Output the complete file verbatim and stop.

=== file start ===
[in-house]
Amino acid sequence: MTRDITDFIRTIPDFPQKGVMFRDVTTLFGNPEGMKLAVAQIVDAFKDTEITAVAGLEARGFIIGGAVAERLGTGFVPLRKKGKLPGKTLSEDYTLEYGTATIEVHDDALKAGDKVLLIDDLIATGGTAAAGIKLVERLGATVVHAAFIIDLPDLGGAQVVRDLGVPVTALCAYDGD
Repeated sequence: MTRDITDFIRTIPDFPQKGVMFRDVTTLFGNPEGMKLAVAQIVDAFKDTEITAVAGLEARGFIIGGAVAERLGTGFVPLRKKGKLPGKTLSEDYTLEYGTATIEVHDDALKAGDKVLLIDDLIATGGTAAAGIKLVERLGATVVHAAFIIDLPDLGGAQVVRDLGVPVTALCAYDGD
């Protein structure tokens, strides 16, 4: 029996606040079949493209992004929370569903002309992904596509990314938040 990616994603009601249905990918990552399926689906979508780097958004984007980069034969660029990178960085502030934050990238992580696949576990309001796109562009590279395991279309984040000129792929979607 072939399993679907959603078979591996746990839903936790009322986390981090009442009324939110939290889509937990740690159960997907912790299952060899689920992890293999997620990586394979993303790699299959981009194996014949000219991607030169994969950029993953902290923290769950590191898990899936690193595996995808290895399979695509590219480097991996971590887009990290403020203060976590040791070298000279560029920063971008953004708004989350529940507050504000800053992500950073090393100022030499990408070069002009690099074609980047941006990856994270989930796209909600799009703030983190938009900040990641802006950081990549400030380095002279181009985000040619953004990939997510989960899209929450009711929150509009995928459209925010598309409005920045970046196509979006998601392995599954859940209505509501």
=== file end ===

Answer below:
[in-house]
Amino acid sequence: MTRDITDFIRTIPDFPQKGVMFRDVTTLFGNPEGMKLAVAQIVDAFKDTEITAVAGLEARGFIIGGAVAERLGTGFVPLRKKGKLPGKTLSEDYTLEYGTATIEVHDDALKAGDKVLLIDDLIATGGTAAAGIKLVERLGATVVHAAFIIDLPDLGGAQVVRDLGVPVTALCAYDGD
Repeated sequence: MTRDITDFIRTIPDFPQKGVMFRDVTTLFGNPEGMKLAVAQIVDAFKDTEITAVAGLEARGFIIGGAVAERLGTGFVPLRKKGKLPGKTLSEDYTLEYGTATIEVHDDALKAGDKVLLIDDLIATGGTAAAGIKLVERLGATVVHAAFIIDLPDLGGAQVVRDLGVPVTALCAYDGD
């Protein structure tokens, strides 16, 4: 029996606040079949493209992004929370569903002309992904596509990314938040 990616994603009601249905990918990552399926689906979508780097958004984007980069034969660029990178960085502030934050990238992580696949576990309001796109562009590279395991279309984040000129792929979607 072939399993679907959603078979591996746990839903936790009322986390981090009442009324939110939290889509937990740690159960997907912790299952060899689920992890293999997620990586394979993303790699299959981009194996014949000219991607030169994969950029993953902290923290769950590191898990899936690193595996995808290895399979695509590219480097991996971590887009990290403020203060976590040791070298000279560029920063971008953004708004989350529940507050504000800053992500950073090393100022030499990408070069002009690099074609980047941006990856994270989930796209909600799009703030983190938009900040990641802006950081990549400030380095002279181009985000040619953004990939997510989960899209929450009711929150509009995928459209925010598309409005920045970046196509979006998601392995599954859940209505509501």